Perhaps one of the biggest challenges architects and developers face when creating applications using a microservices architecture is service granularity. How big should a service be? How small should it be? Choosing the right level of granularity for your services is critical to the success of any microservices effort. Service granularity can impact performance, robustness, reliability, change control, testability, and even deployment.
The grains of sand pitfall occurs when architects and developers create services that are too fined-grained. Wait—isn’t that why it’s called microservices in the first place? The word “micro” implies that a service should be very small, but how small is “small”?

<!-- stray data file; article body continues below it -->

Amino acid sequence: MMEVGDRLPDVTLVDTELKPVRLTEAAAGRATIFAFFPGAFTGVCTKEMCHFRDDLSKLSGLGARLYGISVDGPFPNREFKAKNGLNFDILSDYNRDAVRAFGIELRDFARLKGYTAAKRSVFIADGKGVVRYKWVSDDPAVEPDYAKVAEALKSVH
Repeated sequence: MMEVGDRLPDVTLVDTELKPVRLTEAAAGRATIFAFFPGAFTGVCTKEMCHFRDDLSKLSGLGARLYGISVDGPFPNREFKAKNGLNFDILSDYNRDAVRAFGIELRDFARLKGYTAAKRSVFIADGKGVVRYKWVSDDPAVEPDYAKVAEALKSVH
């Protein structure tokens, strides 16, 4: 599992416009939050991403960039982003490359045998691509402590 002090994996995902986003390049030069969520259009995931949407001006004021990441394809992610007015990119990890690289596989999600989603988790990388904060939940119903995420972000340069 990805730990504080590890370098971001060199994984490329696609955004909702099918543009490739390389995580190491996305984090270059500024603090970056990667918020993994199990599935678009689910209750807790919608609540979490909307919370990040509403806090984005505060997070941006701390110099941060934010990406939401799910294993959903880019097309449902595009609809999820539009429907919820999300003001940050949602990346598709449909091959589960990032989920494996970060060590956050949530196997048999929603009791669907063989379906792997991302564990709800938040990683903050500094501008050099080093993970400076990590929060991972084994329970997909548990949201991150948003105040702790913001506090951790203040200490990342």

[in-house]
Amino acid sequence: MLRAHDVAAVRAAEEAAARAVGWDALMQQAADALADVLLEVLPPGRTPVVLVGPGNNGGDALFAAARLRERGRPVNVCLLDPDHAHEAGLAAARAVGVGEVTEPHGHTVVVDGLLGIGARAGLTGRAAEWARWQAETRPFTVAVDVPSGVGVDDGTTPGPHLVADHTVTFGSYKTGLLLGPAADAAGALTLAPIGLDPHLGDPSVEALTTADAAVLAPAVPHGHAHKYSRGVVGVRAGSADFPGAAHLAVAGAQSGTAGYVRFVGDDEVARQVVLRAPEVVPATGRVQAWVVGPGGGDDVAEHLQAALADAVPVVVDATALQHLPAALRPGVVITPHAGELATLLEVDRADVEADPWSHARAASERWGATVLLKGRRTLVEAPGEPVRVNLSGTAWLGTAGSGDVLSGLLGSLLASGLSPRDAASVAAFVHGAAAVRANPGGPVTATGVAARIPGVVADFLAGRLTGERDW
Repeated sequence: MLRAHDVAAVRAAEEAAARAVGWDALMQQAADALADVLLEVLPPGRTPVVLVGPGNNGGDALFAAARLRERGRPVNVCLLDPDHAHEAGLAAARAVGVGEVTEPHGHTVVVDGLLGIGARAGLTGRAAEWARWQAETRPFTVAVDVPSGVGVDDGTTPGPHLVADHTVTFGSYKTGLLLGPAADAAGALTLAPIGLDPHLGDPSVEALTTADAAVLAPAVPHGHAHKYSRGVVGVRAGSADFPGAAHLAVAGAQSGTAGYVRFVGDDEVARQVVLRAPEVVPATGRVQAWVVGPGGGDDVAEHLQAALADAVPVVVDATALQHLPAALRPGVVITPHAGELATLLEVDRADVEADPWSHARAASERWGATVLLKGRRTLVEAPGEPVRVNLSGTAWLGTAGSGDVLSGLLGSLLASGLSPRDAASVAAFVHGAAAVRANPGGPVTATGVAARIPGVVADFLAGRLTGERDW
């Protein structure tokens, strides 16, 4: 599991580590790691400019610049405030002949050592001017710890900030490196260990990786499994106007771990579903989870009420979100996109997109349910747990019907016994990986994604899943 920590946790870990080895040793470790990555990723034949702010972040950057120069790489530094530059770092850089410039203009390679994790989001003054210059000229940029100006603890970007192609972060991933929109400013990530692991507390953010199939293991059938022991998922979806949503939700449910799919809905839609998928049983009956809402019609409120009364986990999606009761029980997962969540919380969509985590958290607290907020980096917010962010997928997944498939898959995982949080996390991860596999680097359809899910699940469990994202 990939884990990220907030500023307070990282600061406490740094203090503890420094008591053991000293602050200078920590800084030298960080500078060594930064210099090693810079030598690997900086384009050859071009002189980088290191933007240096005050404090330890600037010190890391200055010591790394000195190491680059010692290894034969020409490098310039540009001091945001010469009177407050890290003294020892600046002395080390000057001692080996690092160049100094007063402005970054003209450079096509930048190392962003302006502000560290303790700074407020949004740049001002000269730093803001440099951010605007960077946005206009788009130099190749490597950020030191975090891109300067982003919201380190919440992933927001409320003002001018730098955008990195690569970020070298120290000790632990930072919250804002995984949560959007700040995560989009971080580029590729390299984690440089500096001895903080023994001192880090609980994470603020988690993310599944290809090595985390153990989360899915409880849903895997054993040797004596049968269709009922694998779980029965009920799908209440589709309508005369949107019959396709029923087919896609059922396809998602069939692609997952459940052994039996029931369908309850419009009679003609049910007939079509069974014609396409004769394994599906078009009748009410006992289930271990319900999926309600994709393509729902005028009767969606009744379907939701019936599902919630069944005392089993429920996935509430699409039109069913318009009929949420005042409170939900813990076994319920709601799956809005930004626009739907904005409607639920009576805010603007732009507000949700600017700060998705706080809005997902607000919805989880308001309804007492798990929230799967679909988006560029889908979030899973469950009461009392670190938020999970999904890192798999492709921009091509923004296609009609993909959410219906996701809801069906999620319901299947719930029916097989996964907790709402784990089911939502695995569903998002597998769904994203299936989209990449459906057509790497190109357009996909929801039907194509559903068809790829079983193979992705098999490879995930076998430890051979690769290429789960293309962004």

One of the primary reasons this pitfall occurs is because developers often confuse a service with a class. Too many times I’ve seen development teams create services by thinking that the implementation class they’re writing is actually the service. Nothing could be further from the truth.
A service should always be thought of as a service component. A service component is a component of the architecture that performs a specific function in the system. The service component should have a clear and concise roles and responsibility statement and have a well-defined set of operations. It is up to the developer to decide how the service component should be implemented and how many implementation classes are needed for the service.
As Figure 5-1 shows, a service ...